The other sticking point here is that the Pistons, in their first move under new ownership (pending approval) would lose a player and a pick for nothing. That’s a bad start. So the idea is they need to get something, anything back. But with both the Wolves and Cavs pretty much desperate to reshape their rosters, they can probably salvage this deal and get something back from one of those two teams to save face.
The big winner here is the Cavs should it go down, who get to start over with Kyrie Irving throwing lobs to Derrick Williams. That’s nice. Real nice. But maybe the better aspect of this is the COA angle. The Cavaliers can’t afford to lose out on a top draft pick and though Irving very much looks a lock, the draft is honestly a crap shoot half the time. This guarantees (almost) that one of their guys will wind up as a valuable player even if they do swing and miss on one or the other.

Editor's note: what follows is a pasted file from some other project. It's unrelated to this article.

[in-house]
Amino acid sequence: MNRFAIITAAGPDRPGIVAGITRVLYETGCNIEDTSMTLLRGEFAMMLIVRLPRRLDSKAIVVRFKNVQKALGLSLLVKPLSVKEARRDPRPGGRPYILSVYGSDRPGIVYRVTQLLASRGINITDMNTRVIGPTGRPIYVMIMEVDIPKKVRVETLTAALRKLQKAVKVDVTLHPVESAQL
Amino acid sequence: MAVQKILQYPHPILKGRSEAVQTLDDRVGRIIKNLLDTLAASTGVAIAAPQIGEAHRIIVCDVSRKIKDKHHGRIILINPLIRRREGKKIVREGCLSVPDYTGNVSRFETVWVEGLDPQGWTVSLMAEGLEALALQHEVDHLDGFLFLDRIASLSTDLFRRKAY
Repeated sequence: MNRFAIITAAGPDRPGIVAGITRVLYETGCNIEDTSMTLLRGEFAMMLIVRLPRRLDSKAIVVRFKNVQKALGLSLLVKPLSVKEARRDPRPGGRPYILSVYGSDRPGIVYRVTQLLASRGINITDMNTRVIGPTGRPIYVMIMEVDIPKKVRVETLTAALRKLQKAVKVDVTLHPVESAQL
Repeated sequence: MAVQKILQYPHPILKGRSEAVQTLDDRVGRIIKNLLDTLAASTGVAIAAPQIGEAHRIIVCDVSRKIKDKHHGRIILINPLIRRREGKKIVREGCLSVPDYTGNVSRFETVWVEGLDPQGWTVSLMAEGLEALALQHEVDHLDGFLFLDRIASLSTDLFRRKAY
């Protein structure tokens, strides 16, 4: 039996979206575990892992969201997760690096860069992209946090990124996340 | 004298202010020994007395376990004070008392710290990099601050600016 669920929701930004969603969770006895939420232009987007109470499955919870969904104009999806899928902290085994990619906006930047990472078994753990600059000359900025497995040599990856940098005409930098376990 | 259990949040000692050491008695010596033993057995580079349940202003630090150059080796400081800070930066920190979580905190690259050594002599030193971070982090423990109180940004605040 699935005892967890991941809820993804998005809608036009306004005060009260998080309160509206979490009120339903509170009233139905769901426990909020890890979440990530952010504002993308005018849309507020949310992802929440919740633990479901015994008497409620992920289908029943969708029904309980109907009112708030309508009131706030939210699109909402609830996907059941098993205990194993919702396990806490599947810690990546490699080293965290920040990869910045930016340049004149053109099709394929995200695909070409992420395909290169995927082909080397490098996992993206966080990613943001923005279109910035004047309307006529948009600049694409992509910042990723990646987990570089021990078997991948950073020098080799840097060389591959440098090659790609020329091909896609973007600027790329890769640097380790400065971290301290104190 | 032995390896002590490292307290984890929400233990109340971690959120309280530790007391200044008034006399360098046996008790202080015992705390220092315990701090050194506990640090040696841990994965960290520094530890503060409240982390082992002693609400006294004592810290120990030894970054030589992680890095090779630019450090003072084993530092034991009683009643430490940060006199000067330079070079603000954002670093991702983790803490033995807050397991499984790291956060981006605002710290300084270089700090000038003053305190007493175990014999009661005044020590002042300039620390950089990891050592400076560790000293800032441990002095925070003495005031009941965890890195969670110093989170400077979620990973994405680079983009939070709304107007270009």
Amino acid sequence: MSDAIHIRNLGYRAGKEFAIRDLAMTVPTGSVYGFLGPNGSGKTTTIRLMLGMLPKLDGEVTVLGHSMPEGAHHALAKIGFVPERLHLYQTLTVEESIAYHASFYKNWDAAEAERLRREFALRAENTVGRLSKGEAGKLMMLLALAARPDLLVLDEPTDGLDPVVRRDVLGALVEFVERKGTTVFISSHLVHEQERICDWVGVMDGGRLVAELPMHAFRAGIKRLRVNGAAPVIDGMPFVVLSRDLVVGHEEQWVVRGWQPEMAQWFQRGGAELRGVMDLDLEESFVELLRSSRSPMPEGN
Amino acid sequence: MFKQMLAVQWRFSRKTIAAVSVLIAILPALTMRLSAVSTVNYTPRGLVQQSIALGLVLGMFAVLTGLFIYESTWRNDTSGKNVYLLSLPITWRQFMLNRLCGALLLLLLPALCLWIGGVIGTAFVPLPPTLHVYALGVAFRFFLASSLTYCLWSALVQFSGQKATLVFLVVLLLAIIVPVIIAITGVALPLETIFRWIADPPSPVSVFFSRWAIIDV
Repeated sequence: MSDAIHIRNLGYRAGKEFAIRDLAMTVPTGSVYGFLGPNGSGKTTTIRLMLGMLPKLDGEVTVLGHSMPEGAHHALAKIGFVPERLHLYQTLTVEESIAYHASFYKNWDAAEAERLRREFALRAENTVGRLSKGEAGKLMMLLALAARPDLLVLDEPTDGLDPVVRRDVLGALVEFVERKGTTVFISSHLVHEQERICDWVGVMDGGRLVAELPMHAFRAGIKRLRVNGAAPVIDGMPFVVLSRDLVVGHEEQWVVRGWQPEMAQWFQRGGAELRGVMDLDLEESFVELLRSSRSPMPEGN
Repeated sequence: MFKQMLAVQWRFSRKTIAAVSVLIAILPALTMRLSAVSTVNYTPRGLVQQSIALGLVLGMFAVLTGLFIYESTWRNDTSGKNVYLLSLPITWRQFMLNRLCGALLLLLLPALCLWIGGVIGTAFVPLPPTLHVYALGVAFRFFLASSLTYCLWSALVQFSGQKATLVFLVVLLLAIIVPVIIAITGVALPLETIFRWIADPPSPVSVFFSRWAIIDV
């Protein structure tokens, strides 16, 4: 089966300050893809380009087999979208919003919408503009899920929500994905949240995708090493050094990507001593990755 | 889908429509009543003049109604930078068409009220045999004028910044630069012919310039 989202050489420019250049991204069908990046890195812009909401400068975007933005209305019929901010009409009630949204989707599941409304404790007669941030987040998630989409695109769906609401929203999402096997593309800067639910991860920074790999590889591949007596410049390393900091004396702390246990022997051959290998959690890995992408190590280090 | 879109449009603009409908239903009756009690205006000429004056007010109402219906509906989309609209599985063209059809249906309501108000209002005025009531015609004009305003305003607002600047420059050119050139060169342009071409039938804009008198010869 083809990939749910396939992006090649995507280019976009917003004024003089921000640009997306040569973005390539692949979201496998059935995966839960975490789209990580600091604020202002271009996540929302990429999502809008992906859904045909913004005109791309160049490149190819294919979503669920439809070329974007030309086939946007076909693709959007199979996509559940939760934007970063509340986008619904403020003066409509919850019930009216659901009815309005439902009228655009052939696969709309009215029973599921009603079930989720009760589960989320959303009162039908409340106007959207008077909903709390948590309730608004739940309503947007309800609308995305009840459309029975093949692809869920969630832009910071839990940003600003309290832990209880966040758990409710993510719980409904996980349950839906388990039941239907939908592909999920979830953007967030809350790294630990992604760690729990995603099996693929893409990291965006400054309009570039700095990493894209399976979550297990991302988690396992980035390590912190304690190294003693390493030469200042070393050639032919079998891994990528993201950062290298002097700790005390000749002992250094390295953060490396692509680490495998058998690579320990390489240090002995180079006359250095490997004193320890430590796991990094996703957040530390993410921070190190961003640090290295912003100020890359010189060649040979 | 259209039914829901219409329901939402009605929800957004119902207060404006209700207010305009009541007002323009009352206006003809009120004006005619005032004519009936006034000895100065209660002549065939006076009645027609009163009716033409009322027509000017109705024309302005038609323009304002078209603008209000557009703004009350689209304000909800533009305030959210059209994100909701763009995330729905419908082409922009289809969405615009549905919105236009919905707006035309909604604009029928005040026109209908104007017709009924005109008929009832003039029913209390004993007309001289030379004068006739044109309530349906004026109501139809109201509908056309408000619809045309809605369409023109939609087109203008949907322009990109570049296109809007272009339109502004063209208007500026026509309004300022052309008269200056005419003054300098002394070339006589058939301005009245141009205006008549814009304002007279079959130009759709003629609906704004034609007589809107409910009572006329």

Report: Unless they trade for Jimmy Butler or Paul George, Celtics likely to keep main assets

CHICAGO, IL - DECEMBER 26: Jimmy Butler #21 of the Chicago Bulls and Paul George #13 of the Indiana Pacers chase down a loose ball at the United Center on December 26, 2016 in Chicago, Illinois. (Photo by Jonathan Daniel/Getty Images)
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The Celtics have been linked in trade talks to the Bulls’ Jimmy Butler and Pacers’ Paul George, but that requires the other team to deal with Boston. Indications are neither Chicago nor Indiana is particularly amenable.

So, time for the Celtics to pick another star to target?

Steve Bulpett of the Boston Herald:

With less than 24 hours until the NBA’s 3 p.m. trade deadline today, the Celtics were said to be still holding out hope that internal discussions within the Bulls and Pacers would lead to one or both making their best player available.